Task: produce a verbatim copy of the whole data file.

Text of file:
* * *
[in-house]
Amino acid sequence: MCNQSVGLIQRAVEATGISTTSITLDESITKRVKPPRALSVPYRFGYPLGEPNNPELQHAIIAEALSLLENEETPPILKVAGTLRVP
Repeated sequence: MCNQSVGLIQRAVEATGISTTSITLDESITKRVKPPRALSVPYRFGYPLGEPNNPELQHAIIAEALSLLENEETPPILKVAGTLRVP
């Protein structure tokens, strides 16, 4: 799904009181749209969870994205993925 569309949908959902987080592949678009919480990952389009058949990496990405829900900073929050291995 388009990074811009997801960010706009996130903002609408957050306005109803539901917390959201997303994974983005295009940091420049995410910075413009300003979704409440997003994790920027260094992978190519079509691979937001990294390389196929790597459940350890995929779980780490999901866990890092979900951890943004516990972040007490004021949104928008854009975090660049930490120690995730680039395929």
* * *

[in-house]
Amino acid sequence: MCNQSVGLIQRAVEATGISTTSITLDESITKRVKPPRALSVPYRFGYPLGEPNNPELQHAIIAEALSLLENEETPPILKVAGTLRVP
Repeated sequence: MCNQSVGLIQRAVEATGISTTSITLDESITKRVKPPRALSVPYRFGYPLGEPNNPELQHAIIAEALSLLENEETPPILKVAGTLRVP
């Protein structure tokens, strides 16, 4: 799904009181749209969870994205993925 569309949908959902987080592949678009919480990952389009058949990496990405829900900073929050291995 388009990074811009997801960010706009996130903002609408957050306005109803539901917390959201997303994974983005295009940091420049995410910075413009300003979704409440997003994790920027260094992978190519079509691979937001990294390389196929790597459940350890995929779980780490999901866990890092979900951890943004516990972040007490004021949104928008854009975090660049930490120690995730680039395929």